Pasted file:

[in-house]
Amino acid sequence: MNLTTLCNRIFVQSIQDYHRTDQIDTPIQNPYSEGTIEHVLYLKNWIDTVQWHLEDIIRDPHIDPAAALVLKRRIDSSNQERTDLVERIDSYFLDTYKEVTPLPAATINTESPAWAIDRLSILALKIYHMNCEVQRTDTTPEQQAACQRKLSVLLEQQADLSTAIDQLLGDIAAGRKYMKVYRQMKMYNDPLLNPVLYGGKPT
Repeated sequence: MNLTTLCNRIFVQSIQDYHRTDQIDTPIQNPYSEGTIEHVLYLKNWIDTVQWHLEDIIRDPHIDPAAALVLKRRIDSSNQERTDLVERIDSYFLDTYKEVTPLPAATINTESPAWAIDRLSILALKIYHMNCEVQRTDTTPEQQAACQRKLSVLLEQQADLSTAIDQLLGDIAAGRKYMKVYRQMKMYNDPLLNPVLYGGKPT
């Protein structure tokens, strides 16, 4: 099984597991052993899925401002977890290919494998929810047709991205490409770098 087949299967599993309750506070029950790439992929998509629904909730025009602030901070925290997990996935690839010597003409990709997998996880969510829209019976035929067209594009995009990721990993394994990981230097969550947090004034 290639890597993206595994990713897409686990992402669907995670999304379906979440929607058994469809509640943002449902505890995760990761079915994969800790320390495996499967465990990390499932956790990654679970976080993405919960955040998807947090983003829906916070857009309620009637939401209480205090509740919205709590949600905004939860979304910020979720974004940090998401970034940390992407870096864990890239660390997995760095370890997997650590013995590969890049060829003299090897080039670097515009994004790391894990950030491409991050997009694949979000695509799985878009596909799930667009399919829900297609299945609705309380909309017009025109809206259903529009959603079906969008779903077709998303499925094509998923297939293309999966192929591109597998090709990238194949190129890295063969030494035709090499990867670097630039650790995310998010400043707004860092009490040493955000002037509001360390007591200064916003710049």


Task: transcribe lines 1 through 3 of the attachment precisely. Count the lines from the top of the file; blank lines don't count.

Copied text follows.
[in-house]
Amino acid sequence: MNLTTLCNRIFVQSIQDYHRTDQIDTPIQNPYSEGTIEHVLYLKNWIDTVQWHLEDIIRDPHIDPAAALVLKRRIDSSNQERTDLVERIDSYFLDTYKEVTPLPAATINTESPAWAIDRLSILALKIYHMNCEVQRTDTTPEQQAACQRKLSVLLEQQADLSTAIDQLLGDIAAGRKYMKVYRQMKMYNDPLLNPVLYGGKPT
Repeated sequence: MNLTTLCNRIFVQSIQDYHRTDQIDTPIQNPYSEGTIEHVLYLKNWIDTVQWHLEDIIRDPHIDPAAALVLKRRIDSSNQERTDLVERIDSYFLDTYKEVTPLPAATINTESPAWAIDRLSILALKIYHMNCEVQRTDTTPEQQAACQRKLSVLLEQQADLSTAIDQLLGDIAAGRKYMKVYRQMKMYNDPLLNPVLYGGKPT